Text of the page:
January 10, 2009 6:48 AM Subscribe
posted by hoppytoad (4 comments total)
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When the modern oil industry began 150 years ago
, many speculators moved into Northwestern Pennsylvania. Among them was John Wilkes Booth, who walked off the stage and onto the oil fields in an attempt to increase his fortunes with the Dramatic Oil Company
Their well, the Wilhelmina, began producing oil at a rate of about 25 barrels a day (pdf, pg 11)
during the summer of 1864. Looking for more return, Booth invested in the Boston Oil Well Company, but in a few months, he left his oil ventures with a dry well and a wallet emptied of over $6000.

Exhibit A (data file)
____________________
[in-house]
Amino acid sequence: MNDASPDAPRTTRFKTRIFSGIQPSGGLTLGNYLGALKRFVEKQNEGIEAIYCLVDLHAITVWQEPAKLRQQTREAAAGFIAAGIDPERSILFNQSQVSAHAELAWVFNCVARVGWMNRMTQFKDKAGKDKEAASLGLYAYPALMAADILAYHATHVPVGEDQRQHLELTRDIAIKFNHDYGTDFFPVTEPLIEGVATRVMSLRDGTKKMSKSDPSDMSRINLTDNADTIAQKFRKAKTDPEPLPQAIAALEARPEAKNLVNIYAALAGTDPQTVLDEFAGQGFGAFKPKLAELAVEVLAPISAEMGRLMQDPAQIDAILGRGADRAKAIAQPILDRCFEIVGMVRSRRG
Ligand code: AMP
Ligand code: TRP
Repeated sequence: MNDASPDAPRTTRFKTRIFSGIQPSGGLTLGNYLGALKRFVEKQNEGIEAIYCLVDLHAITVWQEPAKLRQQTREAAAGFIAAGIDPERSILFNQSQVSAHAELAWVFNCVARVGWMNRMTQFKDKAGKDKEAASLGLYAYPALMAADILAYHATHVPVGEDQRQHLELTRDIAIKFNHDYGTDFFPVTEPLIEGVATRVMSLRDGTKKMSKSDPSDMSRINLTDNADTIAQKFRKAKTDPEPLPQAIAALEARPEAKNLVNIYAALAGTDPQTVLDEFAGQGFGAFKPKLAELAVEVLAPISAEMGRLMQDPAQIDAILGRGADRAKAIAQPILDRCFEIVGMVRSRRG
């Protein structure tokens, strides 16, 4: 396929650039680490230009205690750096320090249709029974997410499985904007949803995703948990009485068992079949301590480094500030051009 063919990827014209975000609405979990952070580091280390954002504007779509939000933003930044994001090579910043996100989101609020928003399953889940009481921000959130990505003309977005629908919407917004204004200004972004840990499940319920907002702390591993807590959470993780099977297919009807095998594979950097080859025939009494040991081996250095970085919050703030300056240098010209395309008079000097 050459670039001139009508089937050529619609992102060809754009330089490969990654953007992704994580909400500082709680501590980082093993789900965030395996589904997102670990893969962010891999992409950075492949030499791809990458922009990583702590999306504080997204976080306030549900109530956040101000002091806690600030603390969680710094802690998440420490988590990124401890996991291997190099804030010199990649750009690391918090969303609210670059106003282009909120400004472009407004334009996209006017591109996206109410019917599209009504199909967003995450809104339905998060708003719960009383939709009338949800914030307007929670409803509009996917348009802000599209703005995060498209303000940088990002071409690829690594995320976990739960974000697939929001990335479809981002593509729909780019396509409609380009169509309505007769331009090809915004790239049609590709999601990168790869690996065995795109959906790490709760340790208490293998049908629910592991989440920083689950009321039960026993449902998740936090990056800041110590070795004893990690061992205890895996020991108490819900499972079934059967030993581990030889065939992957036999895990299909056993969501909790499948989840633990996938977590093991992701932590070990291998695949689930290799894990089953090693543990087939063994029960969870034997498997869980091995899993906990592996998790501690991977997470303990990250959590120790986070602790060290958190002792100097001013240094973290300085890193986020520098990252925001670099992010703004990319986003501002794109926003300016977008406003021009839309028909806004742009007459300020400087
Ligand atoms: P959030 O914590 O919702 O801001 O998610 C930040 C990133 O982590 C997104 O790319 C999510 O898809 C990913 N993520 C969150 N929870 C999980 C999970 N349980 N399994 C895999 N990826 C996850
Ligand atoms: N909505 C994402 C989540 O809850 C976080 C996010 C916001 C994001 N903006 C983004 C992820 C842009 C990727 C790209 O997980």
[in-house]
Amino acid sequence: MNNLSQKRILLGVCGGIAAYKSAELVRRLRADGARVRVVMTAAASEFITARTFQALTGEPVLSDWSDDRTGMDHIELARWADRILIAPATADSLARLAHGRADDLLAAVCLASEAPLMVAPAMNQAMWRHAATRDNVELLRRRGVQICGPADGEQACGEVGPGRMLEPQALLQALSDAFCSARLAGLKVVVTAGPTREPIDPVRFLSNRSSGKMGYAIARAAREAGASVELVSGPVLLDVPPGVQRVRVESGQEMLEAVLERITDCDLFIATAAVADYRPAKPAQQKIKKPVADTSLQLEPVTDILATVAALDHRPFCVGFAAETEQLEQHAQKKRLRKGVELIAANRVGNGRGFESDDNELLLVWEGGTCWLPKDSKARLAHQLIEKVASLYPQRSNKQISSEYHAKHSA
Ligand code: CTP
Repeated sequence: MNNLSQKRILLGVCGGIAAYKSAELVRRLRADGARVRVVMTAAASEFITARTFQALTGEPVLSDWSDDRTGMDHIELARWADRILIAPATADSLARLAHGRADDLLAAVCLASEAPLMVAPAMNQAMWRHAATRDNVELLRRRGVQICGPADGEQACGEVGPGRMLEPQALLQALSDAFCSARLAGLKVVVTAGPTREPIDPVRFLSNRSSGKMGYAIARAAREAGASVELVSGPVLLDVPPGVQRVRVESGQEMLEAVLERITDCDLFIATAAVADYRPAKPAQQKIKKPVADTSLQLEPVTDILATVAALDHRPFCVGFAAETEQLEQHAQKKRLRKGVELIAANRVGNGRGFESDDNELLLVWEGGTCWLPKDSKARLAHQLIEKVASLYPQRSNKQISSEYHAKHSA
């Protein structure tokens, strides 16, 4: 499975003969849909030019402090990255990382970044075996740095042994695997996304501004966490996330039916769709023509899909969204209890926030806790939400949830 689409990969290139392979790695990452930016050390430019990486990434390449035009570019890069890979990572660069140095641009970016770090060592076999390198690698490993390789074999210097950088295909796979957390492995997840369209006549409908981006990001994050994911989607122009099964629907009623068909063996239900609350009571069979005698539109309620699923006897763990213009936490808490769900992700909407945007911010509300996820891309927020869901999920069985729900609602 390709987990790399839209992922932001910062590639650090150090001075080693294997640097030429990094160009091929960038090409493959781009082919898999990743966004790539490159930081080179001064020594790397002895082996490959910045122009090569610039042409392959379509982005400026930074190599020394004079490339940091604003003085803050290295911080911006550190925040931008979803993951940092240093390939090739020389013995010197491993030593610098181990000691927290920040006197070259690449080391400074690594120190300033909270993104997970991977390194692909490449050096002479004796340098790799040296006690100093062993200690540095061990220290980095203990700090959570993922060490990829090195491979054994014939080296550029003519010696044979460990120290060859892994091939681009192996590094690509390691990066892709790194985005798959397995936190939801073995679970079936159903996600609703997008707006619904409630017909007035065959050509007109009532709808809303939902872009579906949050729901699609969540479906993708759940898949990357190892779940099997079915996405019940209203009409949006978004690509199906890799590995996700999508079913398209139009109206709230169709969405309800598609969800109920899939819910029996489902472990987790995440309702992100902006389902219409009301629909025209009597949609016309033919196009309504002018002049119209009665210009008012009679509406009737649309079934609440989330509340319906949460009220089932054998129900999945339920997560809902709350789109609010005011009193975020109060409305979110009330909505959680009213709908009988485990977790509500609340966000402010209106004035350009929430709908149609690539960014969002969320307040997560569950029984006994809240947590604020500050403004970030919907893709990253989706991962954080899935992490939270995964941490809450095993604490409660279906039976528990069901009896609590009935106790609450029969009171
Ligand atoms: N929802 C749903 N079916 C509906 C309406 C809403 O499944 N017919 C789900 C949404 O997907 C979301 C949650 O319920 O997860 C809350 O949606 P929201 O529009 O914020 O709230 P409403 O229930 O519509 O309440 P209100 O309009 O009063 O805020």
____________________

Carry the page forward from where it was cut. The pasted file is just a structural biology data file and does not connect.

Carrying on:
Had Booth's business lasted into 1865, his well might have been saved by Roberts Torpedo
, a more reliable method of shooting wells to resume oil flow after a build-up of debris and parrafin, and his investment would have yielded return on the 500 barrels a day
produced by the Homestead well.